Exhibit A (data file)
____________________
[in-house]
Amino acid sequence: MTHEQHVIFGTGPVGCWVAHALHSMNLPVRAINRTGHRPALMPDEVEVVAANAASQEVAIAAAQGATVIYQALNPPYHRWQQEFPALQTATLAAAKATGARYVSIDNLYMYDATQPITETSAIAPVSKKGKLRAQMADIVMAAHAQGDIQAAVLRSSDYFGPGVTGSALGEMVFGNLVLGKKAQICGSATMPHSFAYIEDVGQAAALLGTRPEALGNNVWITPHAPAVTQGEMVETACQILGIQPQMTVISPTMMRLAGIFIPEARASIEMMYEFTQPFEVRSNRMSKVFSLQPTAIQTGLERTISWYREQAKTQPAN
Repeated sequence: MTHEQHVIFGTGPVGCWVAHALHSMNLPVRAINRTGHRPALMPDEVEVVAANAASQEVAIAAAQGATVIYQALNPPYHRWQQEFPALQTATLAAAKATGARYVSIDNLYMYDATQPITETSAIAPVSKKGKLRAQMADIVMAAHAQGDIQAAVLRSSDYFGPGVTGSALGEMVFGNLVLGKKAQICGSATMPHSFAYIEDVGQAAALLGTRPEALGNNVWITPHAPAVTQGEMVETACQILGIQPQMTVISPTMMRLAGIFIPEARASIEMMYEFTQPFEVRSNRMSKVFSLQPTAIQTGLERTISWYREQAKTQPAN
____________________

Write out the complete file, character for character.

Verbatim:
[in-house]
Amino acid sequence: MTHEQHVIFGTGPVGCWVAHALHSMNLPVRAINRTGHRPALMPDEVEVVAANAASQEVAIAAAQGATVIYQALNPPYHRWQQEFPALQTATLAAAKATGARYVSIDNLYMYDATQPITETSAIAPVSKKGKLRAQMADIVMAAHAQGDIQAAVLRSSDYFGPGVTGSALGEMVFGNLVLGKKAQICGSATMPHSFAYIEDVGQAAALLGTRPEALGNNVWITPHAPAVTQGEMVETACQILGIQPQMTVISPTMMRLAGIFIPEARASIEMMYEFTQPFEVRSNRMSKVFSLQPTAIQTGLERTISWYREQAKTQPAN
Repeated sequence: MTHEQHVIFGTGPVGCWVAHALHSMNLPVRAINRTGHRPALMPDEVEVVAANAASQEVAIAAAQGATVIYQALNPPYHRWQQEFPALQTATLAAAKATGARYVSIDNLYMYDATQPITETSAIAPVSKKGKLRAQMADIVMAAHAQGDIQAAVLRSSDYFGPGVTGSALGEMVFGNLVLGKKAQICGSATMPHSFAYIEDVGQAAALLGTRPEALGNNVWITPHAPAVTQGEMVETACQILGIQPQMTVISPTMMRLAGIFIPEARASIEMMYEFTQPFEVRSNRMSKVFSLQPTAIQTGLERTISWYREQAKTQPAN